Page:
The vague alarm which bad stirred him had subsided in the promise of further nocturnal adventure of a nature hitherto un- known to him. He ate his solitary supper that night in haste so that he could go early to his study where the rows of books that reached to the ceiling greeted him with their bland as- surance of permanence. This night he did not even glance at the work which awaited him, but lit the lamp of Alhazred at once. The soft glow of the lamp spread yellowly outward to the shelf-girt walls.

It did not flicker; the flame burned steadily, and, as before, the first impression Phillips received was one of comforting, lulling warmth. Then, slowly, the books and the shelves seemed to grow dim, to fade, and gave way to the scenes of another world and time. For hour upon hour that night Phillips watched. And he named the scenes and places he saw, draw- ing upon a hitherto unopened vein of his imagination, stimulated by the glow from the lamp of Al- hazred. He saw a dwelling of great beauty, wreathed in vapors, on a headland like that near Gloucester, and he called it the strange high house in the mist.

He saw an an- cient, gambrel-roofed town, with a dark river flowing through it, a town like to Salem, but more eld- ritch and uncanny, and he called the town Arkham, and the river Miskatonic. He saw the dark brooding sea-coast town of Inns- mouth, and Devil Reef beyond it. And for the rest of that night, by candlelight, abandoning the monotonous revisions he had planned to do, he turned instead to the writing of short tales, in which he called up the scenes and beings he had seen by the light of the lamp of Alhazred.

All that night he wrote, and all the next day he slept, exhausted. For many nights Phillips did not light the lamp. The nights lengthened into months, the months into years. He brought Arkham into reality, and delineated the strange high house in the midst; he wrote of the shadow over Innsmouth and the whisperer in darkness and the fungi from Yuggoth and the horror at Dunwich; and in his prose and verse the light from the lamp of Alhazred shone brightly, even though Phillips no longer used the lamp.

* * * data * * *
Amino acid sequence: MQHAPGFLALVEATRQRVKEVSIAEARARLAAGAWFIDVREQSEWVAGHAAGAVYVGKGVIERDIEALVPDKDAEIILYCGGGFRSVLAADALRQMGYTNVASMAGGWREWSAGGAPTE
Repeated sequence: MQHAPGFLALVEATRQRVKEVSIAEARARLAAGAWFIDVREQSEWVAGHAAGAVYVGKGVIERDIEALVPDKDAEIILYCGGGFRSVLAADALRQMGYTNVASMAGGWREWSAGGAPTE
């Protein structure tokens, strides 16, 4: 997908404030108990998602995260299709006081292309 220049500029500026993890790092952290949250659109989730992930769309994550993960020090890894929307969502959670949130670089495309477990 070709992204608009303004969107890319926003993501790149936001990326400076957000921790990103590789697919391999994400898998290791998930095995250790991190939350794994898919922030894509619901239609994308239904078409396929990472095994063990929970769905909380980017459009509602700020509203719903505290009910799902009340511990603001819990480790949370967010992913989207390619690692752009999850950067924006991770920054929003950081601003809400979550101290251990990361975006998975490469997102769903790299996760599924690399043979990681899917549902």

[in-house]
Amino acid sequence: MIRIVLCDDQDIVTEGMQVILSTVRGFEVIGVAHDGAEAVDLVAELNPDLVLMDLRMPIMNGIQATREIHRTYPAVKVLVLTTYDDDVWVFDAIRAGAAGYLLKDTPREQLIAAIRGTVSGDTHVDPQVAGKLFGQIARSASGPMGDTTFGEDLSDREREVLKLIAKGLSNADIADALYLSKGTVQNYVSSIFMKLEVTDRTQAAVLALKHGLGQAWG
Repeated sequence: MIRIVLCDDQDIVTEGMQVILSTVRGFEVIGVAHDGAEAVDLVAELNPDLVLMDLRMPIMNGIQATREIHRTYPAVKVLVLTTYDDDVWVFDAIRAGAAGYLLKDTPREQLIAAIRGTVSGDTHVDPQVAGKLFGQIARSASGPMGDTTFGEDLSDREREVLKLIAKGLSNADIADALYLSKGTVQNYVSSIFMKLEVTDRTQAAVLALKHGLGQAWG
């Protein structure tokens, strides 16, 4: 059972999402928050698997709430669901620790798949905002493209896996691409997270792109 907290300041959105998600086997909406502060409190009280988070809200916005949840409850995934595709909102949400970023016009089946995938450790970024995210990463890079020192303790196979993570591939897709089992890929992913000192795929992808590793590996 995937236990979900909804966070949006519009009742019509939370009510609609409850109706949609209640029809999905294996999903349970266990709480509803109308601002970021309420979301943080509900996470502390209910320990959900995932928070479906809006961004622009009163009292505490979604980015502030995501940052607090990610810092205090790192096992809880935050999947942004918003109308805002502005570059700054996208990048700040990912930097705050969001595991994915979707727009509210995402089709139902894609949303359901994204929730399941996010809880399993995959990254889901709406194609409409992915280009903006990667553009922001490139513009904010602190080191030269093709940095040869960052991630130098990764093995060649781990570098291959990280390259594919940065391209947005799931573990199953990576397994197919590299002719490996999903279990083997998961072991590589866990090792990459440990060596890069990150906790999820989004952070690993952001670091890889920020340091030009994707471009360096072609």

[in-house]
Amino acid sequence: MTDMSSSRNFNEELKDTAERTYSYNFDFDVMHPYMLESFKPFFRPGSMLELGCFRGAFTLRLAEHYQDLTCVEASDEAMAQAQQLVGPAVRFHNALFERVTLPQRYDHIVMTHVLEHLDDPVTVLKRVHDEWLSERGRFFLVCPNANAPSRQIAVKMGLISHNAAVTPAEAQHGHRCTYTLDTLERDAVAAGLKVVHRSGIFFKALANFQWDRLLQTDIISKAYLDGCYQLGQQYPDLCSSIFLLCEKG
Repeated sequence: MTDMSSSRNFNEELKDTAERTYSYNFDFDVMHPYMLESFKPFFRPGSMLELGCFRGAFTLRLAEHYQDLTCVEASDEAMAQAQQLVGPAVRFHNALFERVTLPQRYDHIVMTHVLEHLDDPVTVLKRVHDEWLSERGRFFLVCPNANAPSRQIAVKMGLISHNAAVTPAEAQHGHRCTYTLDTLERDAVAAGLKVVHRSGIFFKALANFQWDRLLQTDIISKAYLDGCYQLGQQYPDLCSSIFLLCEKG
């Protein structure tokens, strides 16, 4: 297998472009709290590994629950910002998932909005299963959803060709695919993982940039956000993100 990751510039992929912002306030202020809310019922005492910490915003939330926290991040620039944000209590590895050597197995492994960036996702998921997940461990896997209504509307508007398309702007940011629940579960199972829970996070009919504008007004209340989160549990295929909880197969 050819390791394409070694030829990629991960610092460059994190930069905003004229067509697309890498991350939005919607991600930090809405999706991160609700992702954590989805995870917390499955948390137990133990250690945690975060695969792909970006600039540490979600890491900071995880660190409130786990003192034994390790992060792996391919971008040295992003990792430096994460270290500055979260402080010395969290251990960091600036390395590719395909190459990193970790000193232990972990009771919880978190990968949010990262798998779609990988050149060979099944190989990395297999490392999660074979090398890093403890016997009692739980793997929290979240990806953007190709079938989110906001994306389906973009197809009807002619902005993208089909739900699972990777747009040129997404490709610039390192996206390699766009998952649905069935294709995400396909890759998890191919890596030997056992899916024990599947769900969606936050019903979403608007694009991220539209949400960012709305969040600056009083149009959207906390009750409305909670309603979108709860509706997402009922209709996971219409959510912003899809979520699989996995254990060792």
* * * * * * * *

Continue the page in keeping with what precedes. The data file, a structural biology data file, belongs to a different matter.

He took it out, and at once all the old enchantment and wonder were upon him, and he polished it anew and set it once 52 more on his table. In the long years which had passed, Phillips had grown progressively weaker.

He was now mortally ill, and knew that his years were num- bered; and he wanted to see again the worlds of beauty and terror that lay within the glow of the lamp of Alhazred. He lit the lamp once more and looked to the walls. But a strange thing came to pass. For there, once again, were the glades of childhood ; there were the familiar coves and inlets where he had spent his tender years; there was once more the bower he had built in homage to great Pan; and all the irresponsi- bility, the happy freedoms of that childhood lay upon those walls; for the lamp now gave back his own memory.

And once again it was as if he saw as through a door. The scene invited him, and he stumbled weakly to his feet. He hesitated only for a moment; then he strode toward the books. The sunlight burst suddenly all about him. He felt shorn of his shackles, and he began to run lithely along the shore of the See- konk to where, ahead of him, the scenes of his childhood waited and he could renew himself, beginning again, living once more the halcyon time when all the world was young.

It was assumed that he had wandered away into the woods, and been taken ill and died there, for his solitary habits were well known in the Angell Street neighborhood, and his steady decline in health was no secret. Though desultory searching parties were organized and sent out to scour the vicinity of Nentacon- haunt and the shores of the See- konk, there was no trace of Ward Phillips. The police were confident that his remains would some day be found, but nothing was dis- covered, and in time the unsolved mystery was lost in the police and newspaper files.